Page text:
Multi-instrumentalist Michael Grigoni (formerly M. Grig) and electronic musician and sound artist Stephen Vitiello collaborate to produce mesmerising ambient album, Slow Machines.

Ambient music is not for everyone.  Personally I am fan and over the years albums by the likes of Boards of Canada, Tangerine Dream, Sigur Rós and Brian Eno have made a healthy contribution to my record collection.  Artists that have shifted moods and taken us to new places.

More recently I came across the beautiful, Field Notes (2016) by M.Grig.  Michael Grigoni (formerly M. Grig) is a multi-instrumentalist who specializes in dobro, lap steel guitar, and pedal steel guitar.  His music combines electric and acoustic textures, field recordings, and dense layering techniques. While he seeks to display the personality of the steel guitar in ways both familiar and strange, he also creates sonic landscapes in which the personality of the instrument is buried, at times to the point of erasure.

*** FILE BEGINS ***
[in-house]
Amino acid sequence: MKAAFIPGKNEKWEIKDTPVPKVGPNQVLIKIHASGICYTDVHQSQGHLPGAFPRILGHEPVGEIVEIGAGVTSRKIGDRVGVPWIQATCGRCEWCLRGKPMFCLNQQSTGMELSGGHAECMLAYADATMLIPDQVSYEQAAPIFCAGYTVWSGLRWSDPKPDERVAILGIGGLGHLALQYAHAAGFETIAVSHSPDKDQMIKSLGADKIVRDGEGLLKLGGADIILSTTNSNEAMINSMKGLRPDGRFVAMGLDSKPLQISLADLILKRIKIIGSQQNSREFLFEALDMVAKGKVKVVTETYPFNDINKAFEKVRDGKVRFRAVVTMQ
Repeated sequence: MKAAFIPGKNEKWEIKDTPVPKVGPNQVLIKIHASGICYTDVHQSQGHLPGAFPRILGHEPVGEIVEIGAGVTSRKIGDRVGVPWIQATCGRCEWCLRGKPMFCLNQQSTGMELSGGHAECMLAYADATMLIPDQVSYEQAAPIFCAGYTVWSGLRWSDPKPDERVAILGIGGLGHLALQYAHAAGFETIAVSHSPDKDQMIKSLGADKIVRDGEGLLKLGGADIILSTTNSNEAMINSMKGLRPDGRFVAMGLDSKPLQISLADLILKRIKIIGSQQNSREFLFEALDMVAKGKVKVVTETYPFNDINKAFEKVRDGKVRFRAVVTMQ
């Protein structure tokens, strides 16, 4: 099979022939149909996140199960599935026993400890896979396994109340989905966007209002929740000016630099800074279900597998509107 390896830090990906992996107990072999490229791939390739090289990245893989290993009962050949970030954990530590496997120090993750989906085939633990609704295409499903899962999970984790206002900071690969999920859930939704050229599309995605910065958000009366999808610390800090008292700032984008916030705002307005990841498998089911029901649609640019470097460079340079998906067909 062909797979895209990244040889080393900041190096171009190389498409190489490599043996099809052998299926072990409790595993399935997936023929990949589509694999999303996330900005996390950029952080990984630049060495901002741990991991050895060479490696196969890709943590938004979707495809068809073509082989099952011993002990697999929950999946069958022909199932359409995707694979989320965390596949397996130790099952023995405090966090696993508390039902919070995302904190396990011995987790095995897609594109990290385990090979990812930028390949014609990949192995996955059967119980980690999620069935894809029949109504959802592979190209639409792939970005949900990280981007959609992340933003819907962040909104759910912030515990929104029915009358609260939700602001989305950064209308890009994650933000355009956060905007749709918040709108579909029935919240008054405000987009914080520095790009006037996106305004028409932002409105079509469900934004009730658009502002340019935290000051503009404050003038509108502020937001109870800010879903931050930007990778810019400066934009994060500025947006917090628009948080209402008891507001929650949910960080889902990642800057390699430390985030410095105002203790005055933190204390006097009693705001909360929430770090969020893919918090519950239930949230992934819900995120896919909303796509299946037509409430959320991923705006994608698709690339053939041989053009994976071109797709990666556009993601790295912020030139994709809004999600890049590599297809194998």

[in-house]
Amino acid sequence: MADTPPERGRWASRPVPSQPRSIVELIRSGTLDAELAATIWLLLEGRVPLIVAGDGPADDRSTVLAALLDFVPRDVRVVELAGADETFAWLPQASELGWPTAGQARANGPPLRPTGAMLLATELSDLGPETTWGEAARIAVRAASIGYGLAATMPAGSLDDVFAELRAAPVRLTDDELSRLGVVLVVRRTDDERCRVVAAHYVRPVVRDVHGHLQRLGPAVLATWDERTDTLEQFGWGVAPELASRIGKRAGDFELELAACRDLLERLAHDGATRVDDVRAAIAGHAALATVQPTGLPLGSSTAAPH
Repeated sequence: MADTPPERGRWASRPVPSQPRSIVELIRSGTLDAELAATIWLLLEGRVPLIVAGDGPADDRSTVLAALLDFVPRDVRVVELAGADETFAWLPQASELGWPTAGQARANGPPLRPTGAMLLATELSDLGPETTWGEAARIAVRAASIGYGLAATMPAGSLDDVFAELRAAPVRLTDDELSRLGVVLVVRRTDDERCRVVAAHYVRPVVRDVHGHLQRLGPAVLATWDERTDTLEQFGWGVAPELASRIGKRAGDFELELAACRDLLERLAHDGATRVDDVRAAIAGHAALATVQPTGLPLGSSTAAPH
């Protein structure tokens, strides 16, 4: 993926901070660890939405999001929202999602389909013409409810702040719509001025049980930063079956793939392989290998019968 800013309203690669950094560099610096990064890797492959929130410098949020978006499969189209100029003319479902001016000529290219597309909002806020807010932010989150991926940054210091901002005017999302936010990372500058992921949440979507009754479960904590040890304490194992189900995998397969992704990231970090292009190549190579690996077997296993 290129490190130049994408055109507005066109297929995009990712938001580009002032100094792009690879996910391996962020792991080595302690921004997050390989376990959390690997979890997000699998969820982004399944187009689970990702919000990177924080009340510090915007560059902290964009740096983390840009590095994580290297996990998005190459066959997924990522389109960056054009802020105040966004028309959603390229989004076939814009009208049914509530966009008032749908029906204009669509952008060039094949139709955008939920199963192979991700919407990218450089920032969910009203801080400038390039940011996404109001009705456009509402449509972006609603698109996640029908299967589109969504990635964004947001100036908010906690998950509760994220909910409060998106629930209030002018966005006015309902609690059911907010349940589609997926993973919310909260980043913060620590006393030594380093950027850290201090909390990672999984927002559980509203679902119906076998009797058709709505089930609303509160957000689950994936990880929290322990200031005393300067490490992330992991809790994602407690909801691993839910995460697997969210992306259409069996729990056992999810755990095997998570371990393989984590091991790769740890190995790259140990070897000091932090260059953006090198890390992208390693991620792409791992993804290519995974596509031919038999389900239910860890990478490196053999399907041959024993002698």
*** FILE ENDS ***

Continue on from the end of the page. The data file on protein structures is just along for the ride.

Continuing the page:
And that brings me to his latest release.

Slow Machines brings together veteran Stephen Vitiello and 12k label newcomer Michael Grigoni, whose debut for the New York based label, Mount Carmel made an impression for its merging of the pedal and lap steel guitars with a hushed, ambient sound. With both calling the southern mid-Atlantic region of the United States home, the two met up and discussed a collaboration in which Grigoni would provide the guitars and Stephen the electronics and processing with a goal of combining each of their artistic languages into a new form.

Slow Machines is an accessible ambient album – the two musicians produce a soundscape of dreamy electronics and an array of treated pedal and laptop steel guitar passages.  It creates an otherworldly and alluring listening experience.  The melodic and quiet soundscaping make it an interesting and striking collaboration.

Stephen Vitiello

Vitiello, whose work is steeped heavily in the installation and art world, utilized both his trademark field recordings as well as recordings from the oddly whimsical kinetic sculptures of artist Arthur Ganson. The clicking and rattling sounds of these sculptures were the inspiration for the album title as the metal forms whirl and whir in repetitive motion like slow machines.

Michael Grigoni

Michael Grigoni has worked as a session musician and composer for independent film, since moving to North Carolina he has released several instrumental albums, Field NotesStill Lifes, and Millpond Way on Other Songs, and Mount Carmel on 12k.

Slow Machines is available now direct from 12k or via Bandcamp.